Do you think we’re too focused on being specialized?

There are a lot more good employees than good jobs. The growth of job boards, online resume submissions, and networking sites like Linkedin have created a situation where resumes are everywhere. It’s easier than ever to sit with your laptop and fire off 100 resumes to potential employers all over the world. This causes huge problems for employers, who then create really specific job descriptions for their postings so applicants can be filtered out or discouraged from applying.

The rise of contracting services and temporary employment also feeds the ultra-specialization movement. Employers can bring in specialists for certain tasks, and expect them to “hit the ground running” (if you’ve looked for a job lately, I’m sure you’ve seen that phrase a few times). When that task is done, they can look for another specialist to fill some other role. There’s no time or need to train anyone to do a job. If the job can be done from the workers home office, it’s even easier. You can search the globe to find just the right set of qualifications in an employee.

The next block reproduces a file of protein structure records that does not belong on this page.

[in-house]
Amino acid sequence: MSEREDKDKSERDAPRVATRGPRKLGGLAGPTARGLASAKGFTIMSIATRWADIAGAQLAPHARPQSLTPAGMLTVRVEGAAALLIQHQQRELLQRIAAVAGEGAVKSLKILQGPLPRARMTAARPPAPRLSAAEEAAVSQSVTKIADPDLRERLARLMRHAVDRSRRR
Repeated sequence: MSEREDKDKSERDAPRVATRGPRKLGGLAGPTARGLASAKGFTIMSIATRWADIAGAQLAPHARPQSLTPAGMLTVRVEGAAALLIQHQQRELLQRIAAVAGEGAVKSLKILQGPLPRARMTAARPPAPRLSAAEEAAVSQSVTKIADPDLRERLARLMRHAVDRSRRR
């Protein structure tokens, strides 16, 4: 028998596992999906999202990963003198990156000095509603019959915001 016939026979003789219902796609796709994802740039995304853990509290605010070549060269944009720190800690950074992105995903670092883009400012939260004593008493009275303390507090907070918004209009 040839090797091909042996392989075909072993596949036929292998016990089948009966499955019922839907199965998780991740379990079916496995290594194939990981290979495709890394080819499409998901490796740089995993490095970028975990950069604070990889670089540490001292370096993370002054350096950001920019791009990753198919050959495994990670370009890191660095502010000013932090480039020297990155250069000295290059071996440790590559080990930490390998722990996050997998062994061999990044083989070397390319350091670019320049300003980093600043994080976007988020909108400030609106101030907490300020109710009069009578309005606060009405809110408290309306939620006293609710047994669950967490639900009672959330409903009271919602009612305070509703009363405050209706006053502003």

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People are motivated, and inadvertently (or necessarily, if they want a paycheck) feed into this system by becoming more specialized. You need a job so you go out and get the skills and training people are looking for. If your resume and portfolio fit the needs of the recruiter, you have the job. Gone are the days of “we think he’s got the right stuff,” or “his personality and willingness to learn will make up for the lack of experience.”

The end result of this is a workforce full of one-dimensional specialists. Good luck trying to change your career path.

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